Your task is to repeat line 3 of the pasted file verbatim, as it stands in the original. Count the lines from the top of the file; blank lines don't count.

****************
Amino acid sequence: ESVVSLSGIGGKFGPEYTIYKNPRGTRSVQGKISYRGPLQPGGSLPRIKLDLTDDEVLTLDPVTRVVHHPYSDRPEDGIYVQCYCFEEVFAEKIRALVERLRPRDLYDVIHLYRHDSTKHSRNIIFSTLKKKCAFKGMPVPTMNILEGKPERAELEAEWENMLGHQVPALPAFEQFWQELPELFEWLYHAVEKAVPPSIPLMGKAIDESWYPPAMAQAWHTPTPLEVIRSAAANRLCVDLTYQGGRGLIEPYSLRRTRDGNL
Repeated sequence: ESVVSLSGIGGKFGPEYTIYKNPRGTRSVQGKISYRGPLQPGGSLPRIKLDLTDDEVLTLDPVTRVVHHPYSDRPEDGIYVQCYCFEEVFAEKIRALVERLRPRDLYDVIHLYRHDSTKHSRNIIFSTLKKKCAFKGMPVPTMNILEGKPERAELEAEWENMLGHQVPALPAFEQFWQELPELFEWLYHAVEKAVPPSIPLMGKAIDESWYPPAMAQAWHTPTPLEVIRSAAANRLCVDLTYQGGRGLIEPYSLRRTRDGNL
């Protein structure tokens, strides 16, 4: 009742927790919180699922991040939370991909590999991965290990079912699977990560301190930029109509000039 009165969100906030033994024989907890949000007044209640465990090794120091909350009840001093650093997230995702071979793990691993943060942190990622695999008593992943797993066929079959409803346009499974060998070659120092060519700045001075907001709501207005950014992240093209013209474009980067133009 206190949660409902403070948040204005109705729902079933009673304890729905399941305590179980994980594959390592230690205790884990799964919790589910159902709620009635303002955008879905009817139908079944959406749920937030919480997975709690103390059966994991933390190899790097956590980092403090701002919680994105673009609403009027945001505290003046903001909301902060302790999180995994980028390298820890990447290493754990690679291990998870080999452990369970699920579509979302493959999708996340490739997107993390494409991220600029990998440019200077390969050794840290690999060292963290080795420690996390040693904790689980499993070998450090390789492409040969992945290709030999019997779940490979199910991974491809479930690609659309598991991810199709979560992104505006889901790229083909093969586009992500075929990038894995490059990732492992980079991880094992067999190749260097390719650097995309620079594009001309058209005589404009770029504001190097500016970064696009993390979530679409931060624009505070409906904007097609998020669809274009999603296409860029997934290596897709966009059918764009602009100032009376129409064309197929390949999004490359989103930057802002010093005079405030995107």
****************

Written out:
């Protein structure tokens, strides 16, 4: 009742927790919180699922991040939370991909590999991965290990079912699977990560301190930029109509000039 009165969100906030033994024989907890949000007044209640465990090794120091909350009840001093650093997230995702071979793990691993943060942190990622695999008593992943797993066929079959409803346009499974060998070659120092060519700045001075907001709501207005950014992240093209013209474009980067133009 206190949660409902403070948040204005109705729902079933009673304890729905399941305590179980994980594959390592230690205790884990799964919790589910159902709620009635303002955008879905009817139908079944959406749920937030919480997975709690103390059966994991933390190899790097956590980092403090701002919680994105673009609403009027945001505290003046903001909301902060302790999180995994980028390298820890990447290493754990690679291990998870080999452990369970699920579509979302493959999708996340490739997107993390494409991220600029990998440019200077390969050794840290690999060292963290080795420690996390040693904790689980499993070998450090390789492409040969992945290709030999019997779940490979199910991974491809479930690609659309598991991810199709979560992104505006889901790229083909093969586009992500075929990038894995490059990732492992980079991880094992067999190749260097390719650097995309620079594009001309058209005589404009770029504001190097500016970064696009993390979530679409931060624009505070409906904007097609998020669809274009999603296409860029997934290596897709966009059918764009602009100032009376129409064309197929390949999004490359989103930057802002010093005079405030995107």